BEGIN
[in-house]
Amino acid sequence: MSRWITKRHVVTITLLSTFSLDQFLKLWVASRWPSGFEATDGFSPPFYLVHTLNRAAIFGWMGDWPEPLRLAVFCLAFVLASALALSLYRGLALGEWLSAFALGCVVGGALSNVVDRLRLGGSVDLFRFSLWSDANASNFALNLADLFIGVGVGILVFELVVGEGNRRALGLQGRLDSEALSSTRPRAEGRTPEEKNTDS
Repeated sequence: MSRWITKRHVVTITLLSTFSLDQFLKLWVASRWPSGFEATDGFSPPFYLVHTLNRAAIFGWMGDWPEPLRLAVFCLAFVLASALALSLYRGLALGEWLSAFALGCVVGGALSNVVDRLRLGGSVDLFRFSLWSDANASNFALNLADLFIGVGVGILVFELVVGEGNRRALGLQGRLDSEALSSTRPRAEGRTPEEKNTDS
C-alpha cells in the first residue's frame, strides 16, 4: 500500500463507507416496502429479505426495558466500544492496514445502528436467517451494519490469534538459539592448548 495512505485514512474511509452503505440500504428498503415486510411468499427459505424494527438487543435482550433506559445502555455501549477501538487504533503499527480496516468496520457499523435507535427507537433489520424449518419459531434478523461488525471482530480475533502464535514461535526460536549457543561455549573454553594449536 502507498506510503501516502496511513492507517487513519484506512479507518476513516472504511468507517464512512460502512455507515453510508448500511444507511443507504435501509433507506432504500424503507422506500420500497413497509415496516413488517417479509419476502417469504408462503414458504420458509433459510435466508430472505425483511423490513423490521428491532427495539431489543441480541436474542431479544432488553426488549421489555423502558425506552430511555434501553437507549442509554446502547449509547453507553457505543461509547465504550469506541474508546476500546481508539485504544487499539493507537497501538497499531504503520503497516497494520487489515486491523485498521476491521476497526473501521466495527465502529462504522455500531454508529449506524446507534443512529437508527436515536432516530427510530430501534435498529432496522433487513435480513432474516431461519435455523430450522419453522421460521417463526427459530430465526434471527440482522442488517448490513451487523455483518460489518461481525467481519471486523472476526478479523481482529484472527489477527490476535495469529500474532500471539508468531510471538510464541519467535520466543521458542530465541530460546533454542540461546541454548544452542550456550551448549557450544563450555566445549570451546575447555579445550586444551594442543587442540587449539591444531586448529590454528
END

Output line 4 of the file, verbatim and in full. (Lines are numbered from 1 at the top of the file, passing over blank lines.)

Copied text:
C-alpha cells in the first residue's frame, strides 16, 4: 500500500463507507416496502429479505426495558466500544492496514445502528436467517451494519490469534538459539592448548 495512505485514512474511509452503505440500504428498503415486510411468499427459505424494527438487543435482550433506559445502555455501549477501538487504533503499527480496516468496520457499523435507535427507537433489520424449518419459531434478523461488525471482530480475533502464535514461535526460536549457543561455549573454553594449536 502507498506510503501516502496511513492507517487513519484506512479507518476513516472504511468507517464512512460502512455507515453510508448500511444507511443507504435501509433507506432504500424503507422506500420500497413497509415496516413488517417479509419476502417469504408462503414458504420458509433459510435466508430472505425483511423490513423490521428491532427495539431489543441480541436474542431479544432488553426488549421489555423502558425506552430511555434501553437507549442509554446502547449509547453507553457505543461509547465504550469506541474508546476500546481508539485504544487499539493507537497501538497499531504503520503497516497494520487489515486491523485498521476491521476497526473501521466495527465502529462504522455500531454508529449506524446507534443512529437508527436515536432516530427510530430501534435498529432496522433487513435480513432474516431461519435455523430450522419453522421460521417463526427459530430465526434471527440482522442488517448490513451487523455483518460489518461481525467481519471486523472476526478479523481482529484472527489477527490476535495469529500474532500471539508468531510471538510464541519467535520466543521458542530465541530460546533454542540461546541454548544452542550456550551448549557450544563450555566445549570451546575447555579445550586444551594442543587442540587449539591444531586448529590454528